This is an excerpt from ‘Achieving Wealth Through Real Estate: A Definitive Guide To Controlling Your Own Financial Destiny Through a Successful Real Estate Business’ by Kirill Bensonoff. Get your free copy by clicking here.
When starting a real estate business, some individuals prefer to work alone, while others prefer to have another person providing financial and managerial input.
The benefit of having a partner is typically related to scaling: more capital and hands-on-deck means it will be easier to translate a startup to a scaled, efficient real estate business. Real estate investing and business partnerships can be rewarding, bringing advantages to all involved parties, but if not managed well, it can be just as disastrous for all.
To be sure, there are definite benefits to a strategic partnership, including:
- More resources are available to go around, and that doesn’t just mean financially.
- As a less experienced real estate investor or entrepreneur, working with a partner that has a proven track record of experience in the industry could be the difference needed to make the venture successful.
- Risks are divided between multiple individuals rather than the loner alone and so is accountability and tasks.
- By expanding the business to multiple people, you can also stand to gain from any potential partner’s network connections.
Of course, having a partner can also come with its own set of challenges. Any profits made from the venture will have to be shared, tax structures can be slightly more complicated, and decision making will need to involve all parties that have a stake in the business. It’s also important to note that, when dealing with real estate partnerships, there could be consequences for investments if one of the partners chooses to leave.
That’s why, when real estate partnerships are proposed, there are some subsequent actions that need to be taken. Many entrepreneurs starting a real estate business form a holding company that places formal structures and institutes investor protections for all parties.
Structuring Your Business
There are multiple structures available that are suited to real estate businesses: S corporations, C corporations, Limited Liability Partnerships, or, the most common for single-owned businesses, Limited Liability Company or sole proprietorship for single business owners. LLC’s are a popular option as structuring one can be done online or with some assistance from an attorney.
An S corporation is a legal company formation model which provides the partners with personal asset protection while also accounting for incomes and losses made from the business’ operations. S corps also comes with certain tax benefits for entrepreneurs – companies structured under S corporations don’t pay taxes at the federal level and instead passes incomes and losses made through to the shareholder’s individual tax returns.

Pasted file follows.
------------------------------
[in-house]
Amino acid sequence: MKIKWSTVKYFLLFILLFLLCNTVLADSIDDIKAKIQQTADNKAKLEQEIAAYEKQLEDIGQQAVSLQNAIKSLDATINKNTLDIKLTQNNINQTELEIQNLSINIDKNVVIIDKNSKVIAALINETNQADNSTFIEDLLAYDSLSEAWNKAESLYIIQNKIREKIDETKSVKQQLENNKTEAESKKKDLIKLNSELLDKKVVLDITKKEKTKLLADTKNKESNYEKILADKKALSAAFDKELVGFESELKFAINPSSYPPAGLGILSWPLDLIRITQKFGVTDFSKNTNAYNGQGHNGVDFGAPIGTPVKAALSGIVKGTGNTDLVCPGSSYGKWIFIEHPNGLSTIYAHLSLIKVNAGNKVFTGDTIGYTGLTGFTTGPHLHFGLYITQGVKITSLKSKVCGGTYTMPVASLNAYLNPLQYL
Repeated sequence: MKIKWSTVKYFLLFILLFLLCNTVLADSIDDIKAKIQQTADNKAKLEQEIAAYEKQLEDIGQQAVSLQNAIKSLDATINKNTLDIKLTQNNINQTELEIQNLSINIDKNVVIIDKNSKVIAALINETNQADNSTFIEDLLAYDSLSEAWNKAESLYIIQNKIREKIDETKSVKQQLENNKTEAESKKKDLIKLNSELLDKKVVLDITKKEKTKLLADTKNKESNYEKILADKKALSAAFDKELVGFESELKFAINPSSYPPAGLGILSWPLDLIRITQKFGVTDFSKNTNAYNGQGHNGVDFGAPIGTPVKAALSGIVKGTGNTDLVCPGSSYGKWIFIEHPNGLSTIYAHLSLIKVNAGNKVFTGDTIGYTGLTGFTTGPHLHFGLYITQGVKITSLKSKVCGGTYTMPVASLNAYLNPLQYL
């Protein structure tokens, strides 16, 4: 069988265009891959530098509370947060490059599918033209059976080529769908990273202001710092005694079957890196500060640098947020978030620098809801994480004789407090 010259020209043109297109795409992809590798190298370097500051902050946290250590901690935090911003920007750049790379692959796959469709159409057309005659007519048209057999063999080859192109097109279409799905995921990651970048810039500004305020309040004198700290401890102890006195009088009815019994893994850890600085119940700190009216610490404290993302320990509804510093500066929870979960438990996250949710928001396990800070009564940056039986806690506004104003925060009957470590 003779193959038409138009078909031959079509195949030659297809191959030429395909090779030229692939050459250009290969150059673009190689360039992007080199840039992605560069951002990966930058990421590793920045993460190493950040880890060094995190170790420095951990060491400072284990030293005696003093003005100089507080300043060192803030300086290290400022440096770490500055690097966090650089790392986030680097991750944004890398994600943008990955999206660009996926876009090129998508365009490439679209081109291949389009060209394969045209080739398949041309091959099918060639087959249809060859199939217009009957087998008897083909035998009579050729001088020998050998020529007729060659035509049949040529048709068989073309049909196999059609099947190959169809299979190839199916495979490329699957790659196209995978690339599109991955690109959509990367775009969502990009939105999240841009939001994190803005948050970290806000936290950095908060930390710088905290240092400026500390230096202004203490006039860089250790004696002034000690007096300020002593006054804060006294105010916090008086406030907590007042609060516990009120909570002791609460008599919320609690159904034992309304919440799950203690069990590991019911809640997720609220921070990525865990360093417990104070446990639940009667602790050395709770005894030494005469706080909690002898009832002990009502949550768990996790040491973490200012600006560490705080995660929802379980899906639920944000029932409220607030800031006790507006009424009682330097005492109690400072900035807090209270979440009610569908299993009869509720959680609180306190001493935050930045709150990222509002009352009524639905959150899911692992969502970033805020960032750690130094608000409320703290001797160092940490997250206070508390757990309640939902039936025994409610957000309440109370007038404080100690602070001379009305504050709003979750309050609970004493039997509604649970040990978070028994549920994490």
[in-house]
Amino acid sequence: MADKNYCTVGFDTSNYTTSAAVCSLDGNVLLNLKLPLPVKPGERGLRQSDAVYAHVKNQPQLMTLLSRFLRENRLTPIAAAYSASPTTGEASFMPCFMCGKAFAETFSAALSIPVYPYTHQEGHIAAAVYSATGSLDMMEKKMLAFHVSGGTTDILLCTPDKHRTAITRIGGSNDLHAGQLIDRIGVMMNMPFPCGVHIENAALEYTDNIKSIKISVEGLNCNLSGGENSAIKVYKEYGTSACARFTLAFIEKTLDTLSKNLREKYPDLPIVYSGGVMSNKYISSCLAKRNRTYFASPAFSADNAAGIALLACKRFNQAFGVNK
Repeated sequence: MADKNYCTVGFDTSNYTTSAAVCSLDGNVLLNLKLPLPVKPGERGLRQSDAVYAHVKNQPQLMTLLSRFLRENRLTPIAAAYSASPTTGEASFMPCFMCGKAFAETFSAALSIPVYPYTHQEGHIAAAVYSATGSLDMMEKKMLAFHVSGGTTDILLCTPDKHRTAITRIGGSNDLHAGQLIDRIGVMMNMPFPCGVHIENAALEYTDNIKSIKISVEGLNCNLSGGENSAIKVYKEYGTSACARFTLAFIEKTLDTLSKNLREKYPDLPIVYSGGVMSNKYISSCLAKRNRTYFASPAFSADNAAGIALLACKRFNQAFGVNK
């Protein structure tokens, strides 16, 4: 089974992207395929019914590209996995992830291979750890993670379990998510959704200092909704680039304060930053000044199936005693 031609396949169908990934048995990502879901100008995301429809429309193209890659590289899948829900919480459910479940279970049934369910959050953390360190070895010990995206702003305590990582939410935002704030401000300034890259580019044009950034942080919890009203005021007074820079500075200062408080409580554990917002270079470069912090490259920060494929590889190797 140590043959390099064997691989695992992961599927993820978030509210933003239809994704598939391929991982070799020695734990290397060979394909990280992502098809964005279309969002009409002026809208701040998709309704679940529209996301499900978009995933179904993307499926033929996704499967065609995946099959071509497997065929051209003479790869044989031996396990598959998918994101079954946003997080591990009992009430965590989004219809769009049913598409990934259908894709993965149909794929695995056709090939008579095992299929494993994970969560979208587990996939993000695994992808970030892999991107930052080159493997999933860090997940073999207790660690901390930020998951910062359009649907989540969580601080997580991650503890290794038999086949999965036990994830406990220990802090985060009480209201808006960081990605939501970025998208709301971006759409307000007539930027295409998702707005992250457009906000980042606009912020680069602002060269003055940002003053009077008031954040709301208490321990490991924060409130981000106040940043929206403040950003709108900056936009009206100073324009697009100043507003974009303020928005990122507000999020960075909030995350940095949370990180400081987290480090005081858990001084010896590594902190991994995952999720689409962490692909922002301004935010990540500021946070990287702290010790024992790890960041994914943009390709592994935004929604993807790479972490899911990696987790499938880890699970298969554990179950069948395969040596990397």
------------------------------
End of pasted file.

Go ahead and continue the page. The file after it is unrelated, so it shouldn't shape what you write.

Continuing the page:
C corporations are a less prominent holding company structure, which has in many ways been surpassed by the S corporation in usage. On occasion, rental real estate investors have been advised to structure their ownership under a C corp, but there are less costly alternatives available today. The issue with working under a C corp is that taxable income made under this model is taxed first at the business entity level, and then there are secondary individual income taxes which will also apply. This effectively means double the tax for entrepreneurs, which is a costly and avoidable expense.
Limited Liability Partnership
A Limited Liability Partnership involves two partners of a single project and protects them from personal liability in the course of business. LLP structures are particularly known for liability protection in business and business management, even protecting partners from each other. Then, there is the Limited Liability Company, which works similarly to the LLP by providing protection of the business owners’ assets in case any issues occur over the course of operating the business.
Generally, LLCs are the most advised choice when structuring a company holding real estate, as they are more flexible in tax options and applications. In addition to tax savings, LLC’s are easily registerable online by the entrepreneur or can be set up with the assistance of a real estate attorney.
If a partnership is not for you, there are other business structuring options that can suit your needs. A sole proprietorship is one option, working for single-owner businesses by allowing them to easily report their business income and expenses directly on their personal tax returns.
Whether working with a partner or working by yourself, it’s ultimately important to choose one of the above options for your business to limit your personal liability and protect your assets – good advice in any industry. As much as possible, you want to shield your personal assets from the liabilities that can accompany a business arrangement.